Was he New York City’s last pirate . . . or its first gangster? This is the true story of the bloodthirsty underworld legend who conquered Manhattan, dock by dock—for fans of Gangs of New York and Boardwalk Empire.
“History at its best . . . I highly recommend this remarkable book.”—Douglas Preston, #1 New York Times bestselling author of The Lost City of the Monkey God
Handsome and charismatic, Albert Hicks had long been known in the dive bars and gin joints of the Five Points, the most dangerous neighborhood in maritime Manhattan. For years, he operated out of the public eye, rambling from crime to crime, working on the water in ships, sleeping in the nickel-a-night flops, drinking in barrooms where rat-baiting and bear-baiting were great entertainments.
His criminal career reached its peak in 1860, when he was hired, under an alias, as a hand on an oyster sloop. His plan was to rob the ship and flee, disappearing into the teeming streets of lower Manhattan, as he’d done numerous times before, eventually finding his way back to his nearsighted Irish immigrant wife (who, like him, had been disowned by her family) and their infant son. But the plan went awry—the ship was found listing and unmanned in the foggy straits of Coney Island—and the voyage that was to enrich him instead led to his last desperate flight.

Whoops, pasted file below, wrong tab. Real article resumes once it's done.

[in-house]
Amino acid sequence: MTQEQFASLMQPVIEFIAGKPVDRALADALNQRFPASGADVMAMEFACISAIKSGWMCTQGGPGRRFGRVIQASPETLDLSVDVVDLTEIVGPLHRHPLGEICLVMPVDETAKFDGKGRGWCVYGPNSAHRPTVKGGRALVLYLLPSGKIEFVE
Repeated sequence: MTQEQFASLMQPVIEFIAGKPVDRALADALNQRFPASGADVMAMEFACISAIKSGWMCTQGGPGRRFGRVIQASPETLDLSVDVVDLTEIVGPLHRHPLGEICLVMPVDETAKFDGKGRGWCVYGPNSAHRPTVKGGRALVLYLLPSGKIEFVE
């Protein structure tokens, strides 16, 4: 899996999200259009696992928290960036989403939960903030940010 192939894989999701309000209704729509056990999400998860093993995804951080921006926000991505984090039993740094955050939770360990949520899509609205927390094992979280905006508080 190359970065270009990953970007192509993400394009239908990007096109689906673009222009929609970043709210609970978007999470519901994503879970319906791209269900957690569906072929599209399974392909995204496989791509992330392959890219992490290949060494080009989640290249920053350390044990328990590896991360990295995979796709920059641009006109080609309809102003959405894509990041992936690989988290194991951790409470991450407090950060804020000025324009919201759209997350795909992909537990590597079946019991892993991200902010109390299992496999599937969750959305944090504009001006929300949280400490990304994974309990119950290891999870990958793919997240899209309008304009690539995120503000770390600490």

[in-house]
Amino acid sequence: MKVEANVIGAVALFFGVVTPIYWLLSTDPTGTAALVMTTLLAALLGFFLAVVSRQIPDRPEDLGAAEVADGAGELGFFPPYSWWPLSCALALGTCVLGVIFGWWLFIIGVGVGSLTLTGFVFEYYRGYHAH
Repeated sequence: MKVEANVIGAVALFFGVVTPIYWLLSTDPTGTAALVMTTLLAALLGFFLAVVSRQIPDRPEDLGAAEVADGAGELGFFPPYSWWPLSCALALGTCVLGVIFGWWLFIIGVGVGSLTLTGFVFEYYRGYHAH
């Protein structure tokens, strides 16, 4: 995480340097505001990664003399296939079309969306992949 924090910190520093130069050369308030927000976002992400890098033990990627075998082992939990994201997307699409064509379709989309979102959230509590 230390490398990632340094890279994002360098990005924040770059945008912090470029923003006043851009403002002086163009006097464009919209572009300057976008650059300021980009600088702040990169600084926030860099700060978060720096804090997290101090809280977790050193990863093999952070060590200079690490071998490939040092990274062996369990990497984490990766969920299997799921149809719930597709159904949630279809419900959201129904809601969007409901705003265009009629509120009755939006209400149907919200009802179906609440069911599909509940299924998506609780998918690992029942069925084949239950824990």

Long fascinated by gangster legends, Rich Cohen tells the story of this notorious underworld figure, from his humble origins to the wild, globe-crossing, bacchanalian crime spree that forged his ruthlessness and his reputation, to his ultimate incarnation as a demon who terrorized lower Manhattan, at a time when pirates anchored off 14th Street.
Advance praise for The Last Pirate of New York
“A remarkable work of scholarship about old New York, combined with a skillfully told, edge-of-your-seat adventure story—I could not put it down.”—Ian Frazier, author of Travels in Siberia
“With its wise and erudite storytelling, Rich Cohen’s The Last Pirate of New York takes the reader on an exciting nonfiction narrative journey that transforms a grisly nineteenth-century murder into a shrewd portent of modern life. Totally unique, totally compelling, I enjoyed every page.”—Howard Blum, New York Times bestselling author of Gangland and American Lightning
Rich Cohen is the author of the New York Times bestsellers Tough Jews; Monsters; Sweet and Low; When I Stop Talking, You’ll Know I’m Dead (with Jerry Weintraub); The Sun & the Moon & the Rolling Stones; and The Chicago Cubs: Story of a Curse. He is a co-creator of the HBO series Vinyl and a contributing editor at Vanity Fair and Rolling Stone. He has written for The New Yorker, The Atlantic, and Harper’s Magazine, among other publications. Cohen has won the Great Lakes Book Award, the Chicago Public Library’s 21st Century Award, and the ASCAP Deems Taylor Award for outstanding coverage of music. His stories have been included in The Best American Essays and The Best American Travel Writing. Despite frequent predictions, he still lives in Connecticut.